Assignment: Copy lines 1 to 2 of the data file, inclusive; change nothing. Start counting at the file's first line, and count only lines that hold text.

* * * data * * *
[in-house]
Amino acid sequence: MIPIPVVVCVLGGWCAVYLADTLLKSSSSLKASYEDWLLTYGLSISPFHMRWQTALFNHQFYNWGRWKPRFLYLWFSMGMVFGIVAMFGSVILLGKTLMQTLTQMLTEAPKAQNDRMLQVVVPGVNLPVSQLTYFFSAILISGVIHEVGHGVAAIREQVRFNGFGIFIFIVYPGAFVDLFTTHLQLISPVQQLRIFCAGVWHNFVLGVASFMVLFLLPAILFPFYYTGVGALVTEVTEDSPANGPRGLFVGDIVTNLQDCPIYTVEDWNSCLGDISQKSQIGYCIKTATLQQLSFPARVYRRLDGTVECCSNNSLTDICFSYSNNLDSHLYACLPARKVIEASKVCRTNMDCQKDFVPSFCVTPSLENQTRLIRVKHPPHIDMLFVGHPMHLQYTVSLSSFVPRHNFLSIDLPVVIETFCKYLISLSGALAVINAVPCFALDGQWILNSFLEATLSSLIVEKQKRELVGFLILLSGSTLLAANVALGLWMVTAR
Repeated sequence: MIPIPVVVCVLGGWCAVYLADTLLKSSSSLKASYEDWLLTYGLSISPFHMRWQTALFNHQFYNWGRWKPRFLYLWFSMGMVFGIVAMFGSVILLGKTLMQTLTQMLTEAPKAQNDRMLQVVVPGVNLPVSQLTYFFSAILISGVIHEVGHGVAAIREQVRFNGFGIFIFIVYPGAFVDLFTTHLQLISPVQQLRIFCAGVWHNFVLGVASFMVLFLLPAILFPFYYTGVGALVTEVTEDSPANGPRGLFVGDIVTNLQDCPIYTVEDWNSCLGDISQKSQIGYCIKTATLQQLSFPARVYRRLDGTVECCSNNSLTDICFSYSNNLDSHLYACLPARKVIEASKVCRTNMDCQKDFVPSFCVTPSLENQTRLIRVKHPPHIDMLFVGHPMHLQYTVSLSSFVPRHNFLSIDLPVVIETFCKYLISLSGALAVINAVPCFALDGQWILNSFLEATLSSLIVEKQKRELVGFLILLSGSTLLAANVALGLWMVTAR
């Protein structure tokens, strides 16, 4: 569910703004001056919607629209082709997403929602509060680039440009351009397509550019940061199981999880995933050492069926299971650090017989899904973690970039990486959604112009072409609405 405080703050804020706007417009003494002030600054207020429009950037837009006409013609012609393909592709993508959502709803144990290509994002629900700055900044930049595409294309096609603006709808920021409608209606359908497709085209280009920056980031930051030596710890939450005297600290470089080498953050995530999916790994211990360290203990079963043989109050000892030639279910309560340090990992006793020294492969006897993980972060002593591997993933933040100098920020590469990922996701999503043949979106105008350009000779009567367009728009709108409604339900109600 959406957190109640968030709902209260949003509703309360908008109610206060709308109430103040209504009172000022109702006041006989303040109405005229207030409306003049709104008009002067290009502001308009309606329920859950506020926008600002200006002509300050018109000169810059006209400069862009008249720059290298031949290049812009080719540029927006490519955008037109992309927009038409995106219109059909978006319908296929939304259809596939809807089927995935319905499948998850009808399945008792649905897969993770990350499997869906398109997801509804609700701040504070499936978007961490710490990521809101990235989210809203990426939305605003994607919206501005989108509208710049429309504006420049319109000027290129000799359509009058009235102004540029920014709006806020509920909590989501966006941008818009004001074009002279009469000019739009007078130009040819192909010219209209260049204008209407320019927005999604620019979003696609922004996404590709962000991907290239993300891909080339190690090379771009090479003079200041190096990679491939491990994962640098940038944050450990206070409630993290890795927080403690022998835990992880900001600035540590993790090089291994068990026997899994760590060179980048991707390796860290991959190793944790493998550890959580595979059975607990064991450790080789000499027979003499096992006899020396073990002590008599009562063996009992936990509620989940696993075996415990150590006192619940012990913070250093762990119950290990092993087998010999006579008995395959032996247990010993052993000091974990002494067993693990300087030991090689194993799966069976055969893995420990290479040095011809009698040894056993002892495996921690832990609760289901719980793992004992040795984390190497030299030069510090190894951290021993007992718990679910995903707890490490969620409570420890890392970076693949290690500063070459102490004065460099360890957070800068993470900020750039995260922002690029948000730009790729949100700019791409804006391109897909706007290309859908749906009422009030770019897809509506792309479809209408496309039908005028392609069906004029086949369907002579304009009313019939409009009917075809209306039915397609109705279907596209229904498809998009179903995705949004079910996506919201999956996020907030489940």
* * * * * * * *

[in-house]
Amino acid sequence: MIPIPVVVCVLGGWCAVYLADTLLKSSSSLKASYEDWLLTYGLSISPFHMRWQTALFNHQFYNWGRWKPRFLYLWFSMGMVFGIVAMFGSVILLGKTLMQTLTQMLTEAPKAQNDRMLQVVVPGVNLPVSQLTYFFSAILISGVIHEVGHGVAAIREQVRFNGFGIFIFIVYPGAFVDLFTTHLQLISPVQQLRIFCAGVWHNFVLGVASFMVLFLLPAILFPFYYTGVGALVTEVTEDSPANGPRGLFVGDIVTNLQDCPIYTVEDWNSCLGDISQKSQIGYCIKTATLQQLSFPARVYRRLDGTVECCSNNSLTDICFSYSNNLDSHLYACLPARKVIEASKVCRTNMDCQKDFVPSFCVTPSLENQTRLIRVKHPPHIDMLFVGHPMHLQYTVSLSSFVPRHNFLSIDLPVVIETFCKYLISLSGALAVINAVPCFALDGQWILNSFLEATLSSLIVEKQKRELVGFLILLSGSTLLAANVALGLWMVTAR